If Only I Knew Then What I Know Now
Learning is part of the growth process. I was constantly learning along the way–learning a lot about myself, as both an artist and a person.

Since I’ve returned home, I have been designing for large corporations and learning about samples and perfecting product. I look forward to more collaborative projects using the knowledge I have gained. Whether it’s a factory in Hong Kong or artisans in Peru, it’s best to have a system and process for communication and collaboration, design and development.

I had lofty goals about what I could accomplish in a culture new to me, and lacking a shared language. But, I feel that if you achieve all your goals then you’re not dreaming and striving enough. And I certainly learned a lot about collaboration with CTTC and artisans in general. As I become more established as a professional I continue to have a deep desire to do artisan-based projects.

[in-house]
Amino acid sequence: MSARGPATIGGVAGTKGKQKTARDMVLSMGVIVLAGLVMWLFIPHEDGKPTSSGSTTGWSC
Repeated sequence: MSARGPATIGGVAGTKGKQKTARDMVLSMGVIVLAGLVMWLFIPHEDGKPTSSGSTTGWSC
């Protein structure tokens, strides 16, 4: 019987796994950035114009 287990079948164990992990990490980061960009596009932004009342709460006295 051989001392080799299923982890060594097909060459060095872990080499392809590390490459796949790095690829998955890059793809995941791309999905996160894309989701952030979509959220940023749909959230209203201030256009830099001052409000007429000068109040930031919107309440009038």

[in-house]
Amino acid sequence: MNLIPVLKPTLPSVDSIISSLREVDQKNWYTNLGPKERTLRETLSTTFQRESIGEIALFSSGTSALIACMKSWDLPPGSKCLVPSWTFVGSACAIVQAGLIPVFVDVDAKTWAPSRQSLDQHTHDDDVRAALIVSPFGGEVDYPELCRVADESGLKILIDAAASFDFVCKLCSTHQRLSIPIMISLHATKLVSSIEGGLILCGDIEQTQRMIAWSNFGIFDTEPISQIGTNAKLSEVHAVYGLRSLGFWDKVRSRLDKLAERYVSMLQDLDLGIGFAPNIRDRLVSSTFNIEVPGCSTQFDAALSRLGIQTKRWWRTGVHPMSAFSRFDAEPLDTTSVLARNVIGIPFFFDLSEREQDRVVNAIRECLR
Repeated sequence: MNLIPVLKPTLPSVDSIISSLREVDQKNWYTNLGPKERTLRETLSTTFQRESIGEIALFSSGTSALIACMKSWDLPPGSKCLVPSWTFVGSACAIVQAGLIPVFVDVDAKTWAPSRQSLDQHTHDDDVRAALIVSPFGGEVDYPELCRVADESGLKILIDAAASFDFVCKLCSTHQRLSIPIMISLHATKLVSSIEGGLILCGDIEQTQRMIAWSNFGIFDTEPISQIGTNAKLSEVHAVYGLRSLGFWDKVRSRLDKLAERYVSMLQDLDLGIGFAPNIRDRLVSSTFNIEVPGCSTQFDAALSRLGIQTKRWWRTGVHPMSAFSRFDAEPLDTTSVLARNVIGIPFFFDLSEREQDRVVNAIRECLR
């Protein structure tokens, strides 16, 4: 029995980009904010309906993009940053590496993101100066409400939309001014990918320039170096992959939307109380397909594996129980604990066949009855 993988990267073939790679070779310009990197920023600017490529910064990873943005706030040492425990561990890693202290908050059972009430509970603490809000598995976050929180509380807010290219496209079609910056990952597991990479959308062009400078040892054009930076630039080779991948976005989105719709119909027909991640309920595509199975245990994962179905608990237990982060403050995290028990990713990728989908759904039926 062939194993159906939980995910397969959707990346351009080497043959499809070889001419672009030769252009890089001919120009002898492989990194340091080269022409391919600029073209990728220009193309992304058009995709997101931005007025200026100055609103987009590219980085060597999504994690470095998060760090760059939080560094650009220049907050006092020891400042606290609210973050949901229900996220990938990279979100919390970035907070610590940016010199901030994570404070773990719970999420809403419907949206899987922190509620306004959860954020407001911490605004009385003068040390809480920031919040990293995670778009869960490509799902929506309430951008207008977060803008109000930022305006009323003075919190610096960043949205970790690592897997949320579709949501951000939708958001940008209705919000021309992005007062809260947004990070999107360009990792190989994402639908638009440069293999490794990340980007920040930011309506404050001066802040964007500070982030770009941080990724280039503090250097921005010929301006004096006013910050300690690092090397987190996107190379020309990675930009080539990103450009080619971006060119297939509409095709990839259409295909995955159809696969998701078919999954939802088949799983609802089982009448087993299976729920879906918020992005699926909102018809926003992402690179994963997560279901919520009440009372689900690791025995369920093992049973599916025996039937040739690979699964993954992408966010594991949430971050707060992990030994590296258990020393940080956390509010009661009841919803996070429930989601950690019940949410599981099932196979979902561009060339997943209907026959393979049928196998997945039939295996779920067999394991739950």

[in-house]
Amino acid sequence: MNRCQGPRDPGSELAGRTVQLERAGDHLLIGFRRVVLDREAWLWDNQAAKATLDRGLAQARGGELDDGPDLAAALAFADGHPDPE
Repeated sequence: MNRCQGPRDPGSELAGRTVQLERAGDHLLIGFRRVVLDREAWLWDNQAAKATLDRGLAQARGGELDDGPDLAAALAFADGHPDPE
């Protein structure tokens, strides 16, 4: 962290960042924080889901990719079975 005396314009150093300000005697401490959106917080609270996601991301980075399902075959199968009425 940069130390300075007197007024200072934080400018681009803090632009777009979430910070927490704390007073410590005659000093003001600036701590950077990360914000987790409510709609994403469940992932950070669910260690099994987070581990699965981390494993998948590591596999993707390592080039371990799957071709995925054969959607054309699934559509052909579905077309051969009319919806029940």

But really, the most gratifying experience of all was seeing the final pillows. Viewing them side by side–they are so bright and vibrant. Absolutely gorgeous! This collaboration is some of the best work I’ve ever done. I’m so grateful the CTTC artisans collaborated with me.

Bonie Shupe with her new friend.

Bonie Shupe with her new friend.

View the entire pillow collection.

Thank you Bonie Shupe for stretching yourself and the weavers. Together you’ve created these stunning, modern-yet-traditional pillows–available only at ClothRoads. We’ve already sold out of some of the designs and will be reordering soon. If you’re interested in purchasing some out-of-stock ones, please email us at info@clothroads.com.